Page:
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Media planning
 

Media planning

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    Media planning Media planning Presentation Transcript

    • Media planning
    • Chapter outline
      • This chapter will help you to:
      • Distinguish the various steps in the media planning process
      • Understand the technical details of media objectives, such as frequency, reach, weight, continuity and cost
      • Learn on the basis of which criteria the media mix can be composed
      • Understand the advantages and disadvantages of the different advertising media
      • Get an overview of the criteria to be used in media planning
      • Understand the importance of media context for advertising effectiveness
      Chapter objectives
    • Figure 8.1 Steps in media planning
    • Steps in media planning Assess the communications environment : the communications environment needs to be screened to formulate a media plan: – media planners should be acquainted with all regulations and legal aspects, as well as with local habits; – media planners should be able to judge the communications efforts of the competition on the basis of category spending, share of voice and media mix. • Describe the target audience : looking specifically at their media behaviour. • Set the media objectives : based on frequency, reach, weight, continuity, coverage and cost. • Select the media mix : looking at qualitative, quantitative and technical criteria. • Buy media .
    • Figure 8.2 Media objectives
    • M essage repetition affect advertising effectiveness
      • A d repetition initially increases learning, but leads to boredom and irritation later on.
      • According to the two-factor cognitive response model, an inverted-U relationship exists between the level of exposure on the one hand and advertising effectiveness (attitudes, purchase intention, cognitive responses) on the other hand.
      • At low levels of exposure, consumers develop rather negative responses due to the newness of the stimulus.
      • After a few exposures, the reaction becomes more positive ( ‘wear-in’ ) .
      • More frequent exposure again leads to more negative responses ( ‘wear-out’ ) .
      • P ositive responses are optimal at intermediate exposure levels.
      • H igh (but not excessive) repetition levels have been found to be effective because they raise brand and message recall, make consumers more resistant to brand switching, increase the believability of ad claims and function as a cue for brand quality.
    • Figure 8.3 Ad frequency and ad effectiveness
      • Beta-coefficient analysis, developed by Morgensztern, is used to analyze the relationship between the number of exposures and the degree of memorization (i.e. the percentage of the target group that remembers the ad), taking into account the medium used.
      • Each exposure is supposed to make a constant percentage (β) of consumers who previously could not remember the message of a campaign actually remember the message.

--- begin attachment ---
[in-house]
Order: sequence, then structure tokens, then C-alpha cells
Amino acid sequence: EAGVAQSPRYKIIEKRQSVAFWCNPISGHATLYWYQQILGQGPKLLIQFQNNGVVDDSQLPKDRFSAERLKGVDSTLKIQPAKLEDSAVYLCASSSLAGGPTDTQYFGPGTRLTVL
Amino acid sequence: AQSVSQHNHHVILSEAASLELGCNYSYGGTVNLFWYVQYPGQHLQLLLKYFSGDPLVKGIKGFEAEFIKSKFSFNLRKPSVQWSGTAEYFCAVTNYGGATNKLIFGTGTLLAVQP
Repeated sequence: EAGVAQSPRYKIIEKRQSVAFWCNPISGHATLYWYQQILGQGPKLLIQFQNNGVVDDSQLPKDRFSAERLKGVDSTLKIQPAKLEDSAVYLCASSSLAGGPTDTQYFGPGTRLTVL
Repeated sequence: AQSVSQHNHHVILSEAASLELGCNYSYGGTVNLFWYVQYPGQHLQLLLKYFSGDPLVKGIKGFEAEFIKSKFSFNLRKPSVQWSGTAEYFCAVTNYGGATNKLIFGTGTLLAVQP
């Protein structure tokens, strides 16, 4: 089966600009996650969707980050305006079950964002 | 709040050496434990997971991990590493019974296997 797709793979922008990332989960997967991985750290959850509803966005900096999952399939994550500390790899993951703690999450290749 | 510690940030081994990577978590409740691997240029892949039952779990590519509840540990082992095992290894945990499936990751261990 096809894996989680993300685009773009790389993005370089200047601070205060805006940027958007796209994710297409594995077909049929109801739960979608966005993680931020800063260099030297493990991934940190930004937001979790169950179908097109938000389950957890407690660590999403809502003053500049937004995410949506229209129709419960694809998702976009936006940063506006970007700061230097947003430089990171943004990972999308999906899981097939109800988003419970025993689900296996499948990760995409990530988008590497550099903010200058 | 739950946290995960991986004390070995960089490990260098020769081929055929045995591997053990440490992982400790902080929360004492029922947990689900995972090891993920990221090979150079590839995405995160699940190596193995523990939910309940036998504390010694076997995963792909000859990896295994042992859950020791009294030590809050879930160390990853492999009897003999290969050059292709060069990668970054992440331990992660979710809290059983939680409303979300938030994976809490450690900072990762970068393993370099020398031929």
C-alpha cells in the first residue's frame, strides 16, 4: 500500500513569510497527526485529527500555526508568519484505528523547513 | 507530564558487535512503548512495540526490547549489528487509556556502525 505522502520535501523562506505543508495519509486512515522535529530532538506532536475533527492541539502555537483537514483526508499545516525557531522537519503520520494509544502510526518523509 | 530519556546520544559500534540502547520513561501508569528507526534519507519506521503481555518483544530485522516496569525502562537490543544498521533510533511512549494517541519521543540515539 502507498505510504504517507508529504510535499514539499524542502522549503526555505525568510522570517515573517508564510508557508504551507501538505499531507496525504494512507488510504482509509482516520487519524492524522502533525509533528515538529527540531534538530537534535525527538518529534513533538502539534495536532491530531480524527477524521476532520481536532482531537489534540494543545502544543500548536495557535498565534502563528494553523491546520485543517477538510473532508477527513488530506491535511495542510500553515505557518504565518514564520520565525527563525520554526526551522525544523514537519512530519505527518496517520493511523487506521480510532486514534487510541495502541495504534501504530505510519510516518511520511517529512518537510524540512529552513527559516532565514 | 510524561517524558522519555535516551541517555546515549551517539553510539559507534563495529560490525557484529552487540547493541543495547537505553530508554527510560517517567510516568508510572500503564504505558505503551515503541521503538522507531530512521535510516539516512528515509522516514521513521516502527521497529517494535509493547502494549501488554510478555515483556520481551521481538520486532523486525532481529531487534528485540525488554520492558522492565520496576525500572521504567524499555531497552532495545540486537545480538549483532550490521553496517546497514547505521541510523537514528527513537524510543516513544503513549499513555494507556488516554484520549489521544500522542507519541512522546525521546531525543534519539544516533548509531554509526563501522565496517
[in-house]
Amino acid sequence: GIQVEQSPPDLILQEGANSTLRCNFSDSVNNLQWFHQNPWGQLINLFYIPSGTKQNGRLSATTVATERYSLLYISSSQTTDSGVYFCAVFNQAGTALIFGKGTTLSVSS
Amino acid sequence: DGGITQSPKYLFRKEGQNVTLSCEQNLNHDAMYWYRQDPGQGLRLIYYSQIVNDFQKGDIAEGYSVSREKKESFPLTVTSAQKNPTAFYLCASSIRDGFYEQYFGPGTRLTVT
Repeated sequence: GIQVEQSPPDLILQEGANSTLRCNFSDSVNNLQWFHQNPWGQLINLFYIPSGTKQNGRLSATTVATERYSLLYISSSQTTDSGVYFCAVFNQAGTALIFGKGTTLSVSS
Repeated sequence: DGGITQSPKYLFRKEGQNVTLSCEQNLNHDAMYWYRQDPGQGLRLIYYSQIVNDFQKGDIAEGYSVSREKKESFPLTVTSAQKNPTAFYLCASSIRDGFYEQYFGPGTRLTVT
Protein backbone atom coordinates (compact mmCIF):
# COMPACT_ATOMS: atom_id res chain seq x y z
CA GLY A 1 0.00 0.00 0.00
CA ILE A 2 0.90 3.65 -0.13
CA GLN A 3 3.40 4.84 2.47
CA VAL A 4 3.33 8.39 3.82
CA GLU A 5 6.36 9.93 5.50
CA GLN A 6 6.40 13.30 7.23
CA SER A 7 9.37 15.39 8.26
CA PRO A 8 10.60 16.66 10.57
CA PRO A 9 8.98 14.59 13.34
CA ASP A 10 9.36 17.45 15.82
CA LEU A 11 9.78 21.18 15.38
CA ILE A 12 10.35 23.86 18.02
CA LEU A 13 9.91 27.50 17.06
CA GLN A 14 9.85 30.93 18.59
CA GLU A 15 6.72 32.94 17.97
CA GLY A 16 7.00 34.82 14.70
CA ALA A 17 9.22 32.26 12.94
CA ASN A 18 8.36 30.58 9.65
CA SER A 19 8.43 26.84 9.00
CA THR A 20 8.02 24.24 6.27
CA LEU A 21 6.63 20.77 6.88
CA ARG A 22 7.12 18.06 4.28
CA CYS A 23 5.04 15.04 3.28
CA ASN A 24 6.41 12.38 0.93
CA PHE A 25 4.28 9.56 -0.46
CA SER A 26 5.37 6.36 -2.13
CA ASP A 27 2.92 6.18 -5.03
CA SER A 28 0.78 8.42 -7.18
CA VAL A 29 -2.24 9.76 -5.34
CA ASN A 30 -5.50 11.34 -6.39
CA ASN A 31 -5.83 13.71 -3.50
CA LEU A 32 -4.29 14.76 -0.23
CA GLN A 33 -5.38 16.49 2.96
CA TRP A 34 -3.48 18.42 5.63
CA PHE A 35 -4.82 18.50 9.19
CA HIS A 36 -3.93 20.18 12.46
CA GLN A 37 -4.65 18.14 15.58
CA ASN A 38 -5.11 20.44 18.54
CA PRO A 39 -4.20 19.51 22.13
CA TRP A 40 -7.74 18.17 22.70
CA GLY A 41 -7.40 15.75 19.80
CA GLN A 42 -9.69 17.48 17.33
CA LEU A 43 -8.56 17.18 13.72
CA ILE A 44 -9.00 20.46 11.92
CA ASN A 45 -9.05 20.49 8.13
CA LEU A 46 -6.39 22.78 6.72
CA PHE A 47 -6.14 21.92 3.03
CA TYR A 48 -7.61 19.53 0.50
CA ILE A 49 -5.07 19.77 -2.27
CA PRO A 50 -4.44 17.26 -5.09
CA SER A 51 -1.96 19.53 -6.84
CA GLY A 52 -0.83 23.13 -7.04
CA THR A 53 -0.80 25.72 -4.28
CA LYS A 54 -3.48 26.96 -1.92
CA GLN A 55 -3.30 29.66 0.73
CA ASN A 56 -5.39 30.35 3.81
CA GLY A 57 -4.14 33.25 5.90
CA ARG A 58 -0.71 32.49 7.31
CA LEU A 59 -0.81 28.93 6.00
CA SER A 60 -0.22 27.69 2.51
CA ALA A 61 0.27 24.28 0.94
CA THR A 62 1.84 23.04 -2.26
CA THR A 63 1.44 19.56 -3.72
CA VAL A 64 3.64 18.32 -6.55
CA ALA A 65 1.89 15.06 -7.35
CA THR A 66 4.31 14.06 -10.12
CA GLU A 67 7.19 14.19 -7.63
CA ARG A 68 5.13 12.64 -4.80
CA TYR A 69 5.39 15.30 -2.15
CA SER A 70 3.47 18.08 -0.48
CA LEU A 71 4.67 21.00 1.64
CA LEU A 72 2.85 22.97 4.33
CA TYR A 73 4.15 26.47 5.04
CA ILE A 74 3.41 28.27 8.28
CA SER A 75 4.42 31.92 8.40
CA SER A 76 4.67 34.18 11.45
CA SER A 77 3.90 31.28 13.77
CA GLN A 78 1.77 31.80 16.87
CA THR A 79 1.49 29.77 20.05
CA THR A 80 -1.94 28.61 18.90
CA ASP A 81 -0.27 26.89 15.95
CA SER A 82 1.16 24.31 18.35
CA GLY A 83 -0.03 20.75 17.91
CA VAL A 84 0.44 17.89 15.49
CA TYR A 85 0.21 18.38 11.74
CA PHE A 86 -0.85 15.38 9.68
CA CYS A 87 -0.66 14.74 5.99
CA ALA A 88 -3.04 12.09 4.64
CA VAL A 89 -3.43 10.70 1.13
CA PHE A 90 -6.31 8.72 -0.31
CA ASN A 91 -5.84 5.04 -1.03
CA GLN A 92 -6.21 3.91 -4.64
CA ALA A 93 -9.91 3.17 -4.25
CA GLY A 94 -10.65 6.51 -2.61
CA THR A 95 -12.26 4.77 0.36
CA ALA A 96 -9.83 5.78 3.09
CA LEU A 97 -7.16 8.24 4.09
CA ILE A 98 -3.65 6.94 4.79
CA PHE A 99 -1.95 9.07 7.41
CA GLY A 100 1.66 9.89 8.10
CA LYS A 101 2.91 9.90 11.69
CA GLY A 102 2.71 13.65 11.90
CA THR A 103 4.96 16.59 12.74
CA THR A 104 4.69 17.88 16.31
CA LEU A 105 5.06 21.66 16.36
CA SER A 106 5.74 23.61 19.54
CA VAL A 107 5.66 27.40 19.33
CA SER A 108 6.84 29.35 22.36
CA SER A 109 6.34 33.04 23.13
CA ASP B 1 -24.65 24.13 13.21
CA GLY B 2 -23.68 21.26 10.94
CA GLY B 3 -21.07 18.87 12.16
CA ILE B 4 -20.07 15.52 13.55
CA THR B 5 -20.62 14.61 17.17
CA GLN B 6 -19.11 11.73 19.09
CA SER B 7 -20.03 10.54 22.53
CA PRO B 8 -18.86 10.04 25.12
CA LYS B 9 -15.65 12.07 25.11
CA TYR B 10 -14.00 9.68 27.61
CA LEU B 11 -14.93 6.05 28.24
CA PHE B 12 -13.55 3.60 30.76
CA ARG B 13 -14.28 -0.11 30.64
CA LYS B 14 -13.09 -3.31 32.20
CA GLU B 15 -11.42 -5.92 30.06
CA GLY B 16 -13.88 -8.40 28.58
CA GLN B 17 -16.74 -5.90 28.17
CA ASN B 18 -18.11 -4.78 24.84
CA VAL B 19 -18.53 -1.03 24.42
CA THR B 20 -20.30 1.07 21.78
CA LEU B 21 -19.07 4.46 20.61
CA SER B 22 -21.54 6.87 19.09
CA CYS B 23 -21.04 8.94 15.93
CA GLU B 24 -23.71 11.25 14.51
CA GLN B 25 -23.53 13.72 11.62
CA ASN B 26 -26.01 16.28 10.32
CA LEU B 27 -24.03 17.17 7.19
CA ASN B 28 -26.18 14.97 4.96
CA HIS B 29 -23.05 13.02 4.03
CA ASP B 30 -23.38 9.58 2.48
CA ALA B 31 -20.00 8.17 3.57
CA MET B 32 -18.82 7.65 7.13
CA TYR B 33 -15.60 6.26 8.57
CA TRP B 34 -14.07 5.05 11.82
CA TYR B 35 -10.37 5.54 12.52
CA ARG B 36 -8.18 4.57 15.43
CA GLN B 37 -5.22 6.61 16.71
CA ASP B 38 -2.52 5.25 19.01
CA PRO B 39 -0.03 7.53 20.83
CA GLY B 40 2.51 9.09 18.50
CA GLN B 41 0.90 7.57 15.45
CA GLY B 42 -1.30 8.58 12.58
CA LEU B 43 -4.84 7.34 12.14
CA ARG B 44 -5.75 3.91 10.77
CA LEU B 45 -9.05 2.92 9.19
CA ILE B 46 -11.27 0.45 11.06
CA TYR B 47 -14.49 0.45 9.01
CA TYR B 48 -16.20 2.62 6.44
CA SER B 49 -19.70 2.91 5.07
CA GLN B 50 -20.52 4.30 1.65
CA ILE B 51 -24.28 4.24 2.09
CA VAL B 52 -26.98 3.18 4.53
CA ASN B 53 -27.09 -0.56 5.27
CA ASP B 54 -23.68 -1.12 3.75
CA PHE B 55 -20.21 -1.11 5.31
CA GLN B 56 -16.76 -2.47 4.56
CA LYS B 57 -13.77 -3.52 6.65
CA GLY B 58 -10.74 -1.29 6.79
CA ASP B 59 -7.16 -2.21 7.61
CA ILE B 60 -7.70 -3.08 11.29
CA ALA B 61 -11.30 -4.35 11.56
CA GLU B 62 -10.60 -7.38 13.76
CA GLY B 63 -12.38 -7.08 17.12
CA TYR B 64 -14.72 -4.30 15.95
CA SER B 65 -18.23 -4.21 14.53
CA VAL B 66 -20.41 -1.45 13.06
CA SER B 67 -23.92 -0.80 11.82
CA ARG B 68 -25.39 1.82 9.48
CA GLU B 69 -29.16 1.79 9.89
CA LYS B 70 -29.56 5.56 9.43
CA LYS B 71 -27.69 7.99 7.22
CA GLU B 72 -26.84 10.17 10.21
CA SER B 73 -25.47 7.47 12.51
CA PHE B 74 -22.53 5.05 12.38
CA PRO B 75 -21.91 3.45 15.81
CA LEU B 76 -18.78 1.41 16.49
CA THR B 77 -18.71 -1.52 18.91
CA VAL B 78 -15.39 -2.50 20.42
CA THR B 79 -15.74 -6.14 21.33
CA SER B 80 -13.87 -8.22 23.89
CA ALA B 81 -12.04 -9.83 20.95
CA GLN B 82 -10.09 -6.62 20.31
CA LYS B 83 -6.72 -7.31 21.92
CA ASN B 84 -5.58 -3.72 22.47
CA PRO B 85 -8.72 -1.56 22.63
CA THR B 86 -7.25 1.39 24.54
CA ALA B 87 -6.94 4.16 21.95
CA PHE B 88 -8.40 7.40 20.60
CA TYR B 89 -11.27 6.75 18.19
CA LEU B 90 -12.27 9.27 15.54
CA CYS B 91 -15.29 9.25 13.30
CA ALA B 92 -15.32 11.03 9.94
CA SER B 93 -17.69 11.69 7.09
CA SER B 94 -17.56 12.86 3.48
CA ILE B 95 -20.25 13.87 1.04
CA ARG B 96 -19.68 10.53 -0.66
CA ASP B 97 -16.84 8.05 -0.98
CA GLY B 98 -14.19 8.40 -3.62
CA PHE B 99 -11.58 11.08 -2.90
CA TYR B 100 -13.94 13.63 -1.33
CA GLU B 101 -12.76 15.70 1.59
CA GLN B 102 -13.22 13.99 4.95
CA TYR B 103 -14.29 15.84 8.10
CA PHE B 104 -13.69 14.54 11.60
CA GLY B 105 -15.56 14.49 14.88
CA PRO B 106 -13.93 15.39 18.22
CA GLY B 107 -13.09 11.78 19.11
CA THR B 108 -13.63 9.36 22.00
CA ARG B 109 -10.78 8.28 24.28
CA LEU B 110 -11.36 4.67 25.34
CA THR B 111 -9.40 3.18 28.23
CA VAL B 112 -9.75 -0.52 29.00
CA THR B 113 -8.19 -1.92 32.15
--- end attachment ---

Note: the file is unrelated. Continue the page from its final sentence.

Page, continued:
• Provided that the β-coefficient of each medium is known, with this method the advertiser knows how often the message has to be repeated before a sufficient number of customers memorize the message, and before the marginal effect of an additional exposure becomes too small.
      The  -coefficient: exposure and memorization
      • The mathematical form of the β-coefficient model is as follows:
      • M n = 1 – (1 – β) ⁿ
      • Where: M n = memorization after n exposures
      • β = medium–specific memorization rate
      The  -coefficient: exposure and memorization
    • Figure 8.4 The  -coefficient: exposure and memorisation
    • Table 8.1  -coefficients for different media Source : Quattro Saatchi, Brussels (2003)
    • Figure 8.5 The relation between exposures and memorization for different media Source: JFC Informatique & média, Paris, France (2003)
    • Table 8.2 Number of contacts for different media Source : Quattro Saatchi, Brussels (2003)
    • Relationship between net reach, gross and effective reach, opportunity to see and gross and effective rating points
      • Net reach : the sum of all target consumers reached at least once.
      • • Gross reach : the sum of the number of target consumers that each individual medium reaches, regardless of how many times an individual is reached.
      • • Effective reach : the number of target consumers who have been exposed to the advertiser’s message at an effective frequency level (i.e. at least three or four times, depending upon the medium).
      • • Opportunity to see : the average probability of exposure that an average target consumer (who has been reached at least once) has. It is calculated by dividing gross reach by net reach.
      • • Gross rating points (GRP) : the weight of a campaign. GRP is gross reach expressed as a percentage of the target group. As such, GRP levels can exceed 100%.